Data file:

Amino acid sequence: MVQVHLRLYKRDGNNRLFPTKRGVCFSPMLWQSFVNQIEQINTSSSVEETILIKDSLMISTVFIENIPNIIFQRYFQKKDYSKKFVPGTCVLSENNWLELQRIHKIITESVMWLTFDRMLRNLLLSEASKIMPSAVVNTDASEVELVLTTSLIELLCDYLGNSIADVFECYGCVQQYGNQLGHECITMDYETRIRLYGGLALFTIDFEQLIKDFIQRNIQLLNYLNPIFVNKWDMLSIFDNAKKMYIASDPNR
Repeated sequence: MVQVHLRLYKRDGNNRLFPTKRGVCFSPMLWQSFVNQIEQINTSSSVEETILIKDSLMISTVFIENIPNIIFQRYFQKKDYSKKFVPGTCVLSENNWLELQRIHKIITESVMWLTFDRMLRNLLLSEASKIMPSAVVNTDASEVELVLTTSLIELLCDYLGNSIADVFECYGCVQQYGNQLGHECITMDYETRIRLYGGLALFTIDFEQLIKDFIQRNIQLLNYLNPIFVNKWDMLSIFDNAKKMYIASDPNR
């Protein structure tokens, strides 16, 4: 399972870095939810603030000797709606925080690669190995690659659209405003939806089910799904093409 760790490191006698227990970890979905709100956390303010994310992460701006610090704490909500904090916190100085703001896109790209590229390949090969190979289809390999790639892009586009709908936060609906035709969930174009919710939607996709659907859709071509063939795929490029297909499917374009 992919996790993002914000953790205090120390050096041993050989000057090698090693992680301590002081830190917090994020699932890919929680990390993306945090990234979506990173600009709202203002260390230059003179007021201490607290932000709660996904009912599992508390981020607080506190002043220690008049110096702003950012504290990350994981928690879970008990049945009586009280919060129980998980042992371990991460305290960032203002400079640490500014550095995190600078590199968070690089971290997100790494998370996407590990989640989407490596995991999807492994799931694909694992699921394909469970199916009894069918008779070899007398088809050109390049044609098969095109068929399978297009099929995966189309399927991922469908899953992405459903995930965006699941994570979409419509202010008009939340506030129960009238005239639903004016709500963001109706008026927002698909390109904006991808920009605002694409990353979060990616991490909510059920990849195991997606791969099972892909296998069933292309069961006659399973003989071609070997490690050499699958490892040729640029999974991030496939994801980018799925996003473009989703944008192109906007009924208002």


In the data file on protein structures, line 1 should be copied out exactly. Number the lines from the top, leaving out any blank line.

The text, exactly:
Amino acid sequence: MVQVHLRLYKRDGNNRLFPTKRGVCFSPMLWQSFVNQIEQINTSSSVEETILIKDSLMISTVFIENIPNIIFQRYFQKKDYSKKFVPGTCVLSENNWLELQRIHKIITESVMWLTFDRMLRNLLLSEASKIMPSAVVNTDASEVELVLTTSLIELLCDYLGNSIADVFECYGCVQQYGNQLGHECITMDYETRIRLYGGLALFTIDFEQLIKDFIQRNIQLLNYLNPIFVNKWDMLSIFDNAKKMYIASDPNR